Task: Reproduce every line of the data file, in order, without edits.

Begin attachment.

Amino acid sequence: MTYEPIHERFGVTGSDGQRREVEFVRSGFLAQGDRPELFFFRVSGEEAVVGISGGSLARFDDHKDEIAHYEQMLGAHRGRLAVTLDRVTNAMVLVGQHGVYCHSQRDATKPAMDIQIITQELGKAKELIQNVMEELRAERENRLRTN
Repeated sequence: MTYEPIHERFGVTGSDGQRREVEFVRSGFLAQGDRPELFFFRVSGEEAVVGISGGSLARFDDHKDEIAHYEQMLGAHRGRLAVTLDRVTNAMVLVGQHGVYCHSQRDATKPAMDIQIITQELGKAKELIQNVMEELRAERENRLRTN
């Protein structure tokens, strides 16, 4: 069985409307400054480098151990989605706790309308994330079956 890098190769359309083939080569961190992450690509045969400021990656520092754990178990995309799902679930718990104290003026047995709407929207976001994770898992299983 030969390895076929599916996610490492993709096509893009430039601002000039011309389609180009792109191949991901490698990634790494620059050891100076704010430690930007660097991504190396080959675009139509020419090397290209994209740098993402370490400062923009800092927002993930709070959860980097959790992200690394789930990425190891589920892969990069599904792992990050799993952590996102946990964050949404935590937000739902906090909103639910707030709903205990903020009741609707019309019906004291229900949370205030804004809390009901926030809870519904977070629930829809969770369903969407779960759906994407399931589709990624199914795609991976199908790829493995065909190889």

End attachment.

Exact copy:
Amino acid sequence: MTYEPIHERFGVTGSDGQRREVEFVRSGFLAQGDRPELFFFRVSGEEAVVGISGGSLARFDDHKDEIAHYEQMLGAHRGRLAVTLDRVTNAMVLVGQHGVYCHSQRDATKPAMDIQIITQELGKAKELIQNVMEELRAERENRLRTN
Repeated sequence: MTYEPIHERFGVTGSDGQRREVEFVRSGFLAQGDRPELFFFRVSGEEAVVGISGGSLARFDDHKDEIAHYEQMLGAHRGRLAVTLDRVTNAMVLVGQHGVYCHSQRDATKPAMDIQIITQELGKAKELIQNVMEELRAERENRLRTN
């Protein structure tokens, strides 16, 4: 069985409307400054480098151990989605706790309308994330079956 890098190769359309083939080569961190992450690509045969400021990656520092754990178990995309799902679930718990104290003026047995709407929207976001994770898992299983 030969390895076929599916996610490492993709096509893009430039601002000039011309389609180009792109191949991901490698990634790494620059050891100076704010430690930007660097991504190396080959675009139509020419090397290209994209740098993402370490400062923009800092927002993930709070959860980097959790992200690394789930990425190891589920892969990069599904792992990050799993952590996102946990964050949404935590937000739902906090909103639910707030709903205990903020009741609707019309019906004291229900949370205030804004809390009901926030809870519904977070629930829809969770369903969407779960759906994407399931589709990624199914795609991976199908790829493995065909190889």